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The Government's counter-terror strategy: Quite a bit done, a lot more to do

By Paul Goodman
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Screen shot 2013-03-26 at 07.38.45Almost eight years ago, 52 innocents were murdered and hundreds injured by Islamist terrorists on 7/7.  Two years ago, David Cameron made a speech about the causes of that terror in Berlin - his so-called "Munich Speech".  In the years between the two events, debate raged both about policy responses to Al Qaeda terror - dividing politicians, civil servants, the security services, the police and academics into two main camps.

The last Government's CONTEST counter-terror strategy was divided into four strands (and remains so under this one) - Prepare, Protect, Pursue and Prevent.  It was this last that proved the most contentious.

One school of thought held that government could use the bad against the worst - in other words, non-violent extremists against the violent extremists of Al Qaeda.  Individuals and groups aligned with such Islamist movements as the Muslim Brotherhood and the Jamaat e-Islami had, it was argued, "credibility" with young British Muslims, and could help turn them against AQ - thus helping to prevent terror attacks.

Others disagreed, arguing that it would be disastrous for the state to fund or patronise movements that were ambiguous, to say the least, about liberal democracy, and held ideas about, for example, the place of women in society that were antithetical to it.  In Munich, David Cameron threw his weight decisively on the side of the second school, and against not only those who committed violent acts, but against those who supported the ideology that helped to underpin them.

There was resistance to his view among politicians - the Liberal Democrats didn't like his approach - and, more significantly, among parts of the civil service and security apparatus.  Making the right judgement call was one of the Prime Minister's best decisions, and forcing it through Whitehall saw him at most decisive and determined.

Two years on, then, the Government publishes today its annual report into CONTEST.  It covers the period from 2011 until the end of last year, and is thus the first report to cover the period of the new, post-Munich strategy.  I've read it, spoken to Home Office sources, and make the following points:

  • With Al Qaeda active in Africa (in Mali, for example) and Syria - which last year saw 600 AQ-linked attacks - it might be assumed that the focus of the threat to Britain from abroad has shifted decisively from Pakistan.  This isn't so.  Al Qaeda, I was told, is "depleted, but still a threat".  Terror training still takes place in parts of Pakistan.  Two men who received such training were convicted last month of planning mass bomb attacks.  My sources described recent plots as being "as grave as any we have seen since 9/11".
  • None the less, the continuing upheaval in Middle East - the so-called "Arab Spring" - has had consequences for the terror threat.  There are apparently "hundreds" of Jihadi fighters in Syria.  AQ groups and affiliates have raised some $60 million in ransom payments worldwide as a consequence of kidnappings - "an increasingly common terrorist tactic".  The number of British Muslims who have returned from fighting with terror groups abroad is estimated to be in the "high" hundreds.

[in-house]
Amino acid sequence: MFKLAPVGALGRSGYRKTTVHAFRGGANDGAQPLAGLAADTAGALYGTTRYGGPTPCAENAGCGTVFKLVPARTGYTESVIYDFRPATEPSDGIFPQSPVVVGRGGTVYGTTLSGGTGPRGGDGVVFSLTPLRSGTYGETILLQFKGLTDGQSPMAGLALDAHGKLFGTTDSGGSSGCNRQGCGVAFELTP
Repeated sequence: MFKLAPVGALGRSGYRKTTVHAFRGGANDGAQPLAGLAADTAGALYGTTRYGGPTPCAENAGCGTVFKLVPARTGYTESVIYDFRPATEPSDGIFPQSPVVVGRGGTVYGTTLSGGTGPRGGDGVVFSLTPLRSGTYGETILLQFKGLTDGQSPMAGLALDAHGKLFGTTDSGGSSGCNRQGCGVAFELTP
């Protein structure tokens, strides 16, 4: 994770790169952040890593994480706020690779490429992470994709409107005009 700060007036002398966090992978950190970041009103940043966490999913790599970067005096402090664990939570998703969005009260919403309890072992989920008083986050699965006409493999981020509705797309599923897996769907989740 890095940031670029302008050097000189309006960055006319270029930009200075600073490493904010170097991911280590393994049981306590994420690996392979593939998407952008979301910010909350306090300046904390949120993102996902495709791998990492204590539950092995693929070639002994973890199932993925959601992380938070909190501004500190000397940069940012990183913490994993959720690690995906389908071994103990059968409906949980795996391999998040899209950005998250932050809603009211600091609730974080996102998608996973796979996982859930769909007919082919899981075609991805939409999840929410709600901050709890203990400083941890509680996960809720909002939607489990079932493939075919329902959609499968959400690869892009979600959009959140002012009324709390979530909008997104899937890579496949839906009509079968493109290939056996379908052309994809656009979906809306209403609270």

• Downing Street and Theresa May are evidently determined to put the new policy into effect, and officials clearly have a strong sense of what's expected of them.  The Home Office claims more convictions (at the violent extremism end of the spectrum) and more exclusions from Britain (at the non-violent end).  It told me that there are very few legal challenges to the latter.  Support for the Charity Commission's work against the diversion of funds to terrorist and extremist groups has "significantly increased".
  • Never underestimate what government simply doesn't know.  Extremist networks have now been mapped, including fascist and neo-nazi ones.  But this has only taken place since the last election.  Labour seems to have run its anti-terror policy for the five years between 9/11 and 2010 with only the most rudimentary sense of some of the problems that it was addressing.  The Government judges that "the terrorist threat to the UK from far right extremism is low in comparison to the threat from international terrorism".
  • Extremists continue to target prisons and Universities.  The report says that a "network of co-ordinators" is being put in place "to advise Higher and Further Education institutions about countering extremism".  That's a bit of a start.  I'm far from convinced that occasional OFSTED inspections in schools that teach in languages other than English are cracking the problem there.  Over 4000 URLs which breach terror legislation have been taken down.
  • Labour delivered much of its Prevent strategy through CLG.  The Government is sceptical of much of that programme, and in any event money is very tight.  But some local projects remain, now Home Office-funded and, following in the footsteps of the "Channel" programme, they tend to concentrate on at-risk individuals.  The Government's integration policy is very localist in flavour - Labour would have called much of it cohesion policy - and there are thus very few means of measuring what works and what doesn't.


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